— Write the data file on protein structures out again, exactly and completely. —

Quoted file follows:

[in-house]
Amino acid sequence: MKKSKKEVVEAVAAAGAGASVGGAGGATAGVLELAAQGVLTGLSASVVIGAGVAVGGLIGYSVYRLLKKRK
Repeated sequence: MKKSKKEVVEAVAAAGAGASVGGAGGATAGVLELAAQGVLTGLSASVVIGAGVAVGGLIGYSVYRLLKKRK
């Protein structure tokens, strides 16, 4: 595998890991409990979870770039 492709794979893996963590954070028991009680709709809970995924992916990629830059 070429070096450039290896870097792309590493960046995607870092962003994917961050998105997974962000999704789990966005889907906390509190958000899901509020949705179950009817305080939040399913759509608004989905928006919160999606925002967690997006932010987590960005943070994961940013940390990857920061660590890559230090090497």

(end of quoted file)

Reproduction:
[in-house]
Amino acid sequence: MKKSKKEVVEAVAAAGAGASVGGAGGATAGVLELAAQGVLTGLSASVVIGAGVAVGGLIGYSVYRLLKKRK
Repeated sequence: MKKSKKEVVEAVAAAGAGASVGGAGGATAGVLELAAQGVLTGLSASVVIGAGVAVGGLIGYSVYRLLKKRK
């Protein structure tokens, strides 16, 4: 595998890991409990979870770039 492709794979893996963590954070028991009680709709809970995924992916990629830059 070429070096450039290896870097792309590493960046995607870092962003994917961050998105997974962000999704789990966005889907906390509190958000899901509020949705179950009817305080939040399913759509608004989905928006919160999606925002967690997006932010987590960005943070994961940013940390990857920061660590890559230090090497």